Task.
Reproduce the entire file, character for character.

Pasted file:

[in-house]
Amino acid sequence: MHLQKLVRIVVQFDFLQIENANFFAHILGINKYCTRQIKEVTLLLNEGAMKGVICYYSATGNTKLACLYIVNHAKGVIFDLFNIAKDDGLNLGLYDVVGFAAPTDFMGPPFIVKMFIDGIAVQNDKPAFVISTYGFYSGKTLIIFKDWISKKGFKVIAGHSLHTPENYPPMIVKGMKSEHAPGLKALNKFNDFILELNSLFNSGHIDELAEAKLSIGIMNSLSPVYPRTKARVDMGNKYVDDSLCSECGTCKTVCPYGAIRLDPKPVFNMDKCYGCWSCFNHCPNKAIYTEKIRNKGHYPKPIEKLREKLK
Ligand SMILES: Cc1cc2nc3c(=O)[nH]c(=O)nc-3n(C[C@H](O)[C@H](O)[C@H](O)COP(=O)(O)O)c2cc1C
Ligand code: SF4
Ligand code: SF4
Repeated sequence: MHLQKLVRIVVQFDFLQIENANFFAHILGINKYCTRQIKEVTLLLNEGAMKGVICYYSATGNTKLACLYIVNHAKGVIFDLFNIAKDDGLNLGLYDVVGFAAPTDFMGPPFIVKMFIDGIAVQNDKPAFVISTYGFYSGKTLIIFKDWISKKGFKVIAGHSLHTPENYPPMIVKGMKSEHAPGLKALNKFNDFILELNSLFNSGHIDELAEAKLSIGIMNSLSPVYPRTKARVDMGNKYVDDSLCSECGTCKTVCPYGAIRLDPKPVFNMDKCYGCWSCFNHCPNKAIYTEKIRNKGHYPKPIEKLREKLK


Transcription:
[in-house]
Amino acid sequence: MHLQKLVRIVVQFDFLQIENANFFAHILGINKYCTRQIKEVTLLLNEGAMKGVICYYSATGNTKLACLYIVNHAKGVIFDLFNIAKDDGLNLGLYDVVGFAAPTDFMGPPFIVKMFIDGIAVQNDKPAFVISTYGFYSGKTLIIFKDWISKKGFKVIAGHSLHTPENYPPMIVKGMKSEHAPGLKALNKFNDFILELNSLFNSGHIDELAEAKLSIGIMNSLSPVYPRTKARVDMGNKYVDDSLCSECGTCKTVCPYGAIRLDPKPVFNMDKCYGCWSCFNHCPNKAIYTEKIRNKGHYPKPIEKLREKLK
Ligand SMILES: Cc1cc2nc3c(=O)[nH]c(=O)nc-3n(C[C@H](O)[C@H](O)[C@H](O)COP(=O)(O)O)c2cc1C
Ligand code: SF4
Ligand code: SF4
Repeated sequence: MHLQKLVRIVVQFDFLQIENANFFAHILGINKYCTRQIKEVTLLLNEGAMKGVICYYSATGNTKLACLYIVNHAKGVIFDLFNIAKDDGLNLGLYDVVGFAAPTDFMGPPFIVKMFIDGIAVQNDKPAFVISTYGFYSGKTLIIFKDWISKKGFKVIAGHSLHTPENYPPMIVKGMKSEHAPGLKALNKFNDFILELNSLFNSGHIDELAEAKLSIGIMNSLSPVYPRTKARVDMGNKYVDDSLCSECGTCKTVCPYGAIRLDPKPVFNMDKCYGCWSCFNHCPNKAIYTEKIRNKGHYPKPIEKLREKLK